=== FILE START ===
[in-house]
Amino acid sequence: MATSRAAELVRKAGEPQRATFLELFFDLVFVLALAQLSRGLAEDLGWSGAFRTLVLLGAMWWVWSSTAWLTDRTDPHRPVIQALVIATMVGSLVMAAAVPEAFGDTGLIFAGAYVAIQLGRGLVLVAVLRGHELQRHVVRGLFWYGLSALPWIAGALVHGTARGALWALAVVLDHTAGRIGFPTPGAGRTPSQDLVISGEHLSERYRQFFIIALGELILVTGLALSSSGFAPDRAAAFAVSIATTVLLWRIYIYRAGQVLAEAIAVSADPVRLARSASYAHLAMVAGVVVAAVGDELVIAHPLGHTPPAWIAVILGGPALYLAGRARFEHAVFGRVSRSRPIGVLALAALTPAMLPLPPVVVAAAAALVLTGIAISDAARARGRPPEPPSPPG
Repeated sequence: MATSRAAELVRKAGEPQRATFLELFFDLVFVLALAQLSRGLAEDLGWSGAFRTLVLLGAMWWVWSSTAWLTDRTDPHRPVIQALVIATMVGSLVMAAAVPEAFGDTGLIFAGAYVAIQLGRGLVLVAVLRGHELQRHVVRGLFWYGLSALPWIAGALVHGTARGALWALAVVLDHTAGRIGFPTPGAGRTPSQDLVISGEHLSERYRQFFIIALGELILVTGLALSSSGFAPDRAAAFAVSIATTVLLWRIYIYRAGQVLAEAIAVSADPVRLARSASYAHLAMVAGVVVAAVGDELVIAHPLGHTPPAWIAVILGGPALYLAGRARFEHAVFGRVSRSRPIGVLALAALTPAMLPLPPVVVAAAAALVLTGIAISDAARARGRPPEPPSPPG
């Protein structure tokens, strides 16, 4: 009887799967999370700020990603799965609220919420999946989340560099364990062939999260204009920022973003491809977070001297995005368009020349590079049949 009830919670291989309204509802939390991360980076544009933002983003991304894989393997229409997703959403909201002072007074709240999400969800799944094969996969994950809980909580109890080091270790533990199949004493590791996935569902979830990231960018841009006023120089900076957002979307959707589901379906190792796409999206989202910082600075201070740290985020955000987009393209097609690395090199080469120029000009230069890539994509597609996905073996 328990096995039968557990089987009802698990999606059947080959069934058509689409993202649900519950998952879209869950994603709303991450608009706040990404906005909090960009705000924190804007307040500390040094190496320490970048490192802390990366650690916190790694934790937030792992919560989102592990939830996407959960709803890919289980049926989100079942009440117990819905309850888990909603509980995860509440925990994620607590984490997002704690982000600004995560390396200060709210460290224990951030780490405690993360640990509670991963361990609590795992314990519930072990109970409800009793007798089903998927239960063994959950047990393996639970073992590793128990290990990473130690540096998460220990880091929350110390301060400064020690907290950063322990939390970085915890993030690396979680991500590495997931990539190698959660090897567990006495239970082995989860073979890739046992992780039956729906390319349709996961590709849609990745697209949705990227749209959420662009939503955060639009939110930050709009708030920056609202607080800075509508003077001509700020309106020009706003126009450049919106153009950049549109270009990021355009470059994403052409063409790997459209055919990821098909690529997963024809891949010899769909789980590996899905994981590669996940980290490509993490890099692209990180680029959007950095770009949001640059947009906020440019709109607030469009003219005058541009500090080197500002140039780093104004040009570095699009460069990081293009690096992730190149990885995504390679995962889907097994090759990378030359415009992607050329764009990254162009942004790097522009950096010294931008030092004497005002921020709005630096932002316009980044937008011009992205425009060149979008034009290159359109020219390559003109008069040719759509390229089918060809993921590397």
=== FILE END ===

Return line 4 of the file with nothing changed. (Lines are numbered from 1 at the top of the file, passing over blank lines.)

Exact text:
């Protein structure tokens, strides 16, 4: 009887799967999370700020990603799965609220919420999946989340560099364990062939999260204009920022973003491809977070001297995005368009020349590079049949 009830919670291989309204509802939390991360980076544009933002983003991304894989393997229409997703959403909201002072007074709240999400969800799944094969996969994950809980909580109890080091270790533990199949004493590791996935569902979830990231960018841009006023120089900076957002979307959707589901379906190792796409999206989202910082600075201070740290985020955000987009393209097609690395090199080469120029000009230069890539994509597609996905073996 328990096995039968557990089987009802698990999606059947080959069934058509689409993202649900519950998952879209869950994603709303991450608009706040990404906005909090960009705000924190804007307040500390040094190496320490970048490192802390990366650690916190790694934790937030792992919560989102592990939830996407959960709803890919289980049926989100079942009440117990819905309850888990909603509980995860509440925990994620607590984490997002704690982000600004995560390396200060709210460290224990951030780490405690993360640990509670991963361990609590795992314990519930072990109970409800009793007798089903998927239960063994959950047990393996639970073992590793128990290990990473130690540096998460220990880091929350110390301060400064020690907290950063322990939390970085915890993030690396979680991500590495997931990539190698959660090897567990006495239970082995989860073979890739046992992780039956729906390319349709996961590709849609990745697209949705990227749209959420662009939503955060639009939110930050709009708030920056609202607080800075509508003077001509700020309106020009706003126009450049919106153009950049549109270009990021355009470059994403052409063409790997459209055919990821098909690529997963024809891949010899769909789980590996899905994981590669996940980290490509993490890099692209990180680029959007950095770009949001640059947009906020440019709109607030469009003219005058541009500090080197500002140039780093104004040009570095699009460069990081293009690096992730190149990885995504390679995962889907097994090759990378030359415009992607050329764009990254162009942004790097522009950096010294931008030092004497005002921020709005630096932002316009980044937008011009992205425009060149979008034009290159359109020219390559003109008069040719759509390229089918060809993921590397």